Hello and welcome to to Are You Smarter Than a Rabbi Part II. For those who are late to the party may I recommend that you read the first part by clicking here. Before we get started I’d like to refer back to a comment from the first post.
Kol Ra’ash Gadol provided an answer to my son’s question. If he wasn’t so young you’d probably find his response to be kind of rude.
Here is what KRG said:
Tell him that I told you that girls aren’t jealous not to have a penis, because all out parts are neatly tucked away where they can’t get hurt. And I’m a rabbi, so I can be smart about some things like that.
My son’s reply to this was to ask if she knew a lot about a penis because she had a father or brother. I didn’t ask him to clarify, but it was clear that his disdain for girls overrode his respect for rabbis.
If you want to see something funny watch his face when you tell him that one day he’ll think that girls are fun and interesting. Anyway, back to the matter at hand.
Son: I think that you are smarter than the rabbi.
Dad: I appreciate that, but it is not important to me.
Son: It is to me.
Son: Because you’re my dad.
Dad: Thank you. But really it is not that big a deal.
Son: I get it. You think that the rabbi is stupid and you don’t want to hurt his feelings. You are being nice.
Dad: No. I don’t think that the rabbi is stupid.
Son: You told me that rabbis are people.
Dad: Yes, rabbis are people.
Son: Sometimes people do stupid things, so maybe the rabbi is stupid.
Dad: Yes, sometimes people do stupid things, but that doesn’t mean that the rabbi is stupid.
Son: Can I ask the rabbi?
Dad: What do you want to ask?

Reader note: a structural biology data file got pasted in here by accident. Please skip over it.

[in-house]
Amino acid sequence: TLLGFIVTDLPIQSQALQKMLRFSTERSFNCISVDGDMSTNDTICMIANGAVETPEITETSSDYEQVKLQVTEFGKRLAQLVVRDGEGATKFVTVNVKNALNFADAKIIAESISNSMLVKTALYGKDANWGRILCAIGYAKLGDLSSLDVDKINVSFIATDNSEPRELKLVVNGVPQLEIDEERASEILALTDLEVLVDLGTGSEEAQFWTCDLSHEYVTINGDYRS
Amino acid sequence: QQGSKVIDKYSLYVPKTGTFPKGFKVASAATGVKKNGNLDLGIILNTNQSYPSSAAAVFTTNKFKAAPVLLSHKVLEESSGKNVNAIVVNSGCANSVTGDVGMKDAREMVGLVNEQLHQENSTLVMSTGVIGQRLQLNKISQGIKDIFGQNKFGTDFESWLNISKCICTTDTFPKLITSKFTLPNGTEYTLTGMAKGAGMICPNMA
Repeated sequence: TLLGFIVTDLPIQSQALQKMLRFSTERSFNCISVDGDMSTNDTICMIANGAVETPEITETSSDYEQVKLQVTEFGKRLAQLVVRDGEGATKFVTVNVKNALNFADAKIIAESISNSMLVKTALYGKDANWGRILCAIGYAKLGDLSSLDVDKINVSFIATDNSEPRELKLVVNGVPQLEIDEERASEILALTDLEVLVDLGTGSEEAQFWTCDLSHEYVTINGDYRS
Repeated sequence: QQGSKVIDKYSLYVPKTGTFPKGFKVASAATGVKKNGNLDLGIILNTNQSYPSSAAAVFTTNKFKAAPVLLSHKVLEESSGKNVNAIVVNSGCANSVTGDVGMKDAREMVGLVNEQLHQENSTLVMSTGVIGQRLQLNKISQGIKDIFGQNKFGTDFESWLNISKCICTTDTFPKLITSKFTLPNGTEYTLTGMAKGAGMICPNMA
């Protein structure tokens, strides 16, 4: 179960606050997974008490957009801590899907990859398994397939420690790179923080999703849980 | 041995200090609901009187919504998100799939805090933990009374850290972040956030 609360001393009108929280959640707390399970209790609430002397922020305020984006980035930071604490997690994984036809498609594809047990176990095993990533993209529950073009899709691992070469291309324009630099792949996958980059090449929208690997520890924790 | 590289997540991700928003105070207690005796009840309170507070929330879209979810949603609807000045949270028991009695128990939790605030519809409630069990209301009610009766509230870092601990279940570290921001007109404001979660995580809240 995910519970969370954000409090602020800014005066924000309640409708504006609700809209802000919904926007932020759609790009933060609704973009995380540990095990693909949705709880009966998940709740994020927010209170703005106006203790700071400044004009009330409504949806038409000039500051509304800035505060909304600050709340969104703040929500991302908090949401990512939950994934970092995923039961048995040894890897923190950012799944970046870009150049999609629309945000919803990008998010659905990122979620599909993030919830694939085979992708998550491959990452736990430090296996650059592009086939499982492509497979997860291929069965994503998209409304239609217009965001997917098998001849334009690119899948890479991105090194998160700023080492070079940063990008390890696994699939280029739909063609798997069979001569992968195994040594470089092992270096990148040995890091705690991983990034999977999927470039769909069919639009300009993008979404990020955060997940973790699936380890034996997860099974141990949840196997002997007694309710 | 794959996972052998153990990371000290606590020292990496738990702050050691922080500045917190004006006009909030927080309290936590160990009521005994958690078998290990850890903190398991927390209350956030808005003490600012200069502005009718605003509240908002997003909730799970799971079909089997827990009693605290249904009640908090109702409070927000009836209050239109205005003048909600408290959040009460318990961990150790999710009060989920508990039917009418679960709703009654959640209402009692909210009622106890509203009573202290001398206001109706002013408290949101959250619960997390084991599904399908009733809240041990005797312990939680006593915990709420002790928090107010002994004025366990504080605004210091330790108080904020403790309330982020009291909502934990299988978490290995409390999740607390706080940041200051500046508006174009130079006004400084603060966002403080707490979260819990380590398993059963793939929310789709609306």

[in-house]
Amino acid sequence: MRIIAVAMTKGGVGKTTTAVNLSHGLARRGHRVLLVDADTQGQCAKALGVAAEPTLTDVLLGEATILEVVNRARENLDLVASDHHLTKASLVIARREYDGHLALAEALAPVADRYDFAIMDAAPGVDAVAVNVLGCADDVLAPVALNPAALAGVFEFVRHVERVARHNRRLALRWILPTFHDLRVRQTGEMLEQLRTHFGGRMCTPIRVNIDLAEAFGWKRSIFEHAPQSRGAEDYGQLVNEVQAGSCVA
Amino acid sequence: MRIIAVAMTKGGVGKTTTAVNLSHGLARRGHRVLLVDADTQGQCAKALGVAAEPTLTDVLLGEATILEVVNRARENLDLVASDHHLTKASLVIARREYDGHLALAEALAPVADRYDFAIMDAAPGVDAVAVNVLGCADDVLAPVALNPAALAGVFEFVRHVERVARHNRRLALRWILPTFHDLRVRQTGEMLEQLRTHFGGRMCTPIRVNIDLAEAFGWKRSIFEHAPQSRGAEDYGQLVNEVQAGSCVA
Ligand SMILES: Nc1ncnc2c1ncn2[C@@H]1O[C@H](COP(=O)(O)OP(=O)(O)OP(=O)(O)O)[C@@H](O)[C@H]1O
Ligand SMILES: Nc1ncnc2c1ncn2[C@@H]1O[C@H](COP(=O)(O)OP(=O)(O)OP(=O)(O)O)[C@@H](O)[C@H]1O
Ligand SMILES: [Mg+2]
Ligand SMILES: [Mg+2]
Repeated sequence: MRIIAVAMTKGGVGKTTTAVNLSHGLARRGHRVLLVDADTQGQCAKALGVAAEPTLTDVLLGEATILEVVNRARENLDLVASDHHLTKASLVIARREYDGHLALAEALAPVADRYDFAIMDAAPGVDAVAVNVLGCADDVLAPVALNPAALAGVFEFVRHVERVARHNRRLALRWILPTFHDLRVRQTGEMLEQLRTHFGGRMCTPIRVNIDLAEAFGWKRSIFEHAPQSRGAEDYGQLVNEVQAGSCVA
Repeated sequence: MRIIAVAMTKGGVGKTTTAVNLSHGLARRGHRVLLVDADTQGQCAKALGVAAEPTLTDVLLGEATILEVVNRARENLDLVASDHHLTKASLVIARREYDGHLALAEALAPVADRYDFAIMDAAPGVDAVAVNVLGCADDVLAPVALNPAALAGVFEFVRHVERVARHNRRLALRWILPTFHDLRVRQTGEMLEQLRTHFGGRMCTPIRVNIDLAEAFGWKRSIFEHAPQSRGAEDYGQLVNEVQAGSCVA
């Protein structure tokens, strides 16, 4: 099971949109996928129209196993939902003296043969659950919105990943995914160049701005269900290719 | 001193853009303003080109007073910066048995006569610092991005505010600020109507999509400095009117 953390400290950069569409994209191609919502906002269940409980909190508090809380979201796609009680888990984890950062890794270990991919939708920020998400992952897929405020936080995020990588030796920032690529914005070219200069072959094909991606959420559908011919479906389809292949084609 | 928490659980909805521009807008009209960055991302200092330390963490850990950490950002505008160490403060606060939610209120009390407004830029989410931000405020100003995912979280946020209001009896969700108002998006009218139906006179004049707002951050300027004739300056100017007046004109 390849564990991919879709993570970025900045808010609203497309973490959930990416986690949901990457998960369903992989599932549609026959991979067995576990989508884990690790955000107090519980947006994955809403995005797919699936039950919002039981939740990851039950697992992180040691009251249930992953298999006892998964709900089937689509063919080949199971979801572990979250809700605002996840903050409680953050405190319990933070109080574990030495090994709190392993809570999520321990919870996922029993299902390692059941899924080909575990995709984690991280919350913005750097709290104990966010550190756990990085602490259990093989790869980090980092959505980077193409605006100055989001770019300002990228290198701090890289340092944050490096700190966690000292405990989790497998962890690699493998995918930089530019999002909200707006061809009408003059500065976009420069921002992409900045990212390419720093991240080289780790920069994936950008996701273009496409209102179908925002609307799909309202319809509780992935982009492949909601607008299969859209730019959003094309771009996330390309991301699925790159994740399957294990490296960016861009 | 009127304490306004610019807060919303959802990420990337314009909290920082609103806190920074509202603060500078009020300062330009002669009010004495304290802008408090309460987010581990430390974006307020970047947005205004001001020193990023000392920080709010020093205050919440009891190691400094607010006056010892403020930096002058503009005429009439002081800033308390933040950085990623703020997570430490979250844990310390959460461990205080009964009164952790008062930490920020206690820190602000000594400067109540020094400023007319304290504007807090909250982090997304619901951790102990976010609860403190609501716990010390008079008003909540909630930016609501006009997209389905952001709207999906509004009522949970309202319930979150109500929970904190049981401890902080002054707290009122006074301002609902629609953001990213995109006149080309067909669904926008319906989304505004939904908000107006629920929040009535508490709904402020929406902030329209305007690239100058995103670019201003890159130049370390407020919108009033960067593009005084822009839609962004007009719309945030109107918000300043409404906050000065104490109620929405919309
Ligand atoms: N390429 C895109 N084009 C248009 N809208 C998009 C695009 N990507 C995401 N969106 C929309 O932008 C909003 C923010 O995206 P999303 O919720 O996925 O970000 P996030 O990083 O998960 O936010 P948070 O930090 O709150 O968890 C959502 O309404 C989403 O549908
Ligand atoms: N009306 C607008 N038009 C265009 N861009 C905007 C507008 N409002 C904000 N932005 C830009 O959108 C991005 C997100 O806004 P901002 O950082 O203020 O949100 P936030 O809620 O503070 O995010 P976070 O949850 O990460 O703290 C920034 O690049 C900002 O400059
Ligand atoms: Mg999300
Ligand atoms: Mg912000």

Son: I want to ask him if he has ever done anything stupid?
Dad: That is not such a nice thing to say. You shouldn’t ask that.
Son: You told me that I could ask the rabbi anything.
Dad: You can, but that doesn’t mean that you should ask a question that is going to be offensive.
Son: What does offensive mean?
Dad: It means that some questions will hurt a person’s feelings. So you shouldn’t ask him those.
Son: Right, because if he is a stupid rabbi he is really going to feel badly.
Dad: No, because we don’t want him to think that we are calling him names.
Son: Moshe’s father said that the rabbi belonged in Chelm and that he wears ugly ties
Dad: That is not something that we should talk about. Moshe’s father did something that wasn’t nice.
Son: Your ties aren’t as ugly as the rabbis.
Dad: I don’t wear ties that often.
Son: I know, but they aren’t as ugly as the rabbis.
Dad: Ok, let’s get something straight. It is not nice to talk this way. We don’t judge people by how they dress, just by what they do.
Son: But dad, he bought those ties and they are ugly. That is judging him based upon something he did.
Dad: Listen to me, this is not a conversation that I want to have with you. It is not nice and we are not supposed to talk about people this way.
Son: Can G-d talk to people this way.
Dad: G-d can do whatever G-d wants to do.
And before he could confound me with anymore questions I offered to buy him an ice cream cone. Sometimes that kid kills me.